“Fine by me. I feel like I could sleep for a year.”
Lan Wangji keeps looking at him like he’ll fade away before his eyes, so Wei Wuxian adds, “I haven’t taken in that much resentful energy since I first landed in the Burial Mounds. That’s all. It brought up things I thought died with me long ago.”
“You spoke to someone I couldn't hear. Was that part of it?”
Wei Wuxian nods.
“Do you want to talk about it?”
He gives a thin smile. “Do you want to hear it?”
Wei Wuxian once would have clung to a sliver of distance, something to shelter Lan Wangji from his jagged edges. Now he doesn’t know how he’d live without the whole of him bared to Lan Wangji’s light.
He tells all of it, his starveling months, his savage survival. Lan Wangji doesn’t look at him any differently as he speaks. No measure of love leaves his eyes. Wei Wuxian’s chest lightens with every word, a tightly-held secret finally unmoored.
He shivers after he falls silent. Without the baby’s unnatural heat he feels every chill touch of night.
Lan Wangji drops his hand and moves away. At the moment Wei Wuxian doesn't have the self restraint to bite back a sound of protest.
“I’ll be right back,” Lan Wangji says. He goes to Xiao Pingguo’s packs, grabs the spare blankets folded away there. He returns and lays the covers over Wei Wuxian, who squeezes his eyes shut tight to keep from doing something ridiculous. Something like crying. Something like telling Lan Wangji he loves him again.
A hand strokes the crown of his head, soothing and safe, until his eyes relax. A soft lullaby hum of their song guides him into sleep.
He wakes to rain drizzle on his blankets and Lan Wangji sitting cross-legged beside him, preparing a messenger.
“If she’s from the Wen clan,” he explains, “Sizhui should know. Wen Ning, too.”
Wei Wuxian nods. “They were taking some of the new juniors on a trip last you wrote, weren’t they? They should be together still.”
“Do you think they will be alright?”
“I don’t know. What if Wen Ning knows her?” Wei Wuxian sits straight, curling his legs up. “But it could be good for Sizhui to be here. He needs to feel connected to his family. To who he is.”
Lan Wangji gives him a soft look. “You understand.”
Wei Wuxian hugs his knees. “You know, I called my Uncle Jiang ‘father’ one time. Just the once. Shijie and Jiang Cheng did, after all, and I wanted to feel like I really belonged to them.” He sets his chin on his knee. “I used to try to get A-Yuan to call me something like that, but Wen Qing scolded me. She said it would confuse him.”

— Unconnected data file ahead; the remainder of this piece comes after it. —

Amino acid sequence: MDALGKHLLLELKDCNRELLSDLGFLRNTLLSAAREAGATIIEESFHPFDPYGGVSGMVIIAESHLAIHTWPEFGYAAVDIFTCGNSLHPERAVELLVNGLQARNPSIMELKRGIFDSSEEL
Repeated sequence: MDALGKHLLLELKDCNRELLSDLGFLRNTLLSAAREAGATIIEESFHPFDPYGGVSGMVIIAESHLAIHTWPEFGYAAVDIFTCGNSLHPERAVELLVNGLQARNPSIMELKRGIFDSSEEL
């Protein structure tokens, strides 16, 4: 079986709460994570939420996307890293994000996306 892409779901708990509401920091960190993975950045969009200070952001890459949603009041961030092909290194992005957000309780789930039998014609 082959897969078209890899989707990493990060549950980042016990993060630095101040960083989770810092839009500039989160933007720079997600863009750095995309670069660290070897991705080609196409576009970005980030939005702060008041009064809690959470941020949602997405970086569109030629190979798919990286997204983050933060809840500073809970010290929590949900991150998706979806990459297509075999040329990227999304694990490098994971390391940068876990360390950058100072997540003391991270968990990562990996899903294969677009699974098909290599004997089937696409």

Lan Wangji smiles. “He called me a-die, once.”
Wei Wuxian lifts his head. A grin spreads across his face. “He did?”
“It was an accident. He was very embarrassed. But I never forgot it.”
“He was six or seven, not long after my seclusion ended. We were still getting to know each other. I lifted him so he could reach a toy on my shelf and he said, ‘Thank you, a-die.’”
Wei Wuxian laughs. “That sweet little boy! You loved it, didn’t you?”
“I did. I wished...”
“Nothing. It’s foolish.”
“No it’s not. I think if I had some kid to call me a-die now I wouldn’t ever get used to it. I would be a mess about it every single day.”
Lan Wangji’s smile grows, mysterious and fond. Then he pushes himself to his feet, moving to the edge of the clearing to send off his messenger.
Sizhui and Wen Ning meet them north of Jinlintai. Wei Wuxian waves when he spots them in the air, Wen Ning holding onto Sizhui on the back of his sword. They both look happy to reach solid ground.
“Master Wei,” Wen Ning greets, gripping Wei Wuxian’s shoulder to steady himself. “Hanguang-jun. It’s good to see you.”
“Yes, we--” Sizhui stops, putting a hand over his stomach.
“Here.” Lan Wangji goes to Xiao Pingguo, rummages until he finds their medicine bag. He pulls out a few pieces of candied ginger, handing them to Sizhui and Wen Ning.
“Thank you, Hanguang-jun.” Sizhui says, half embarrassed and half pleased. He turns to Wen Ning. “He’s kept these on hand for me since I was little.”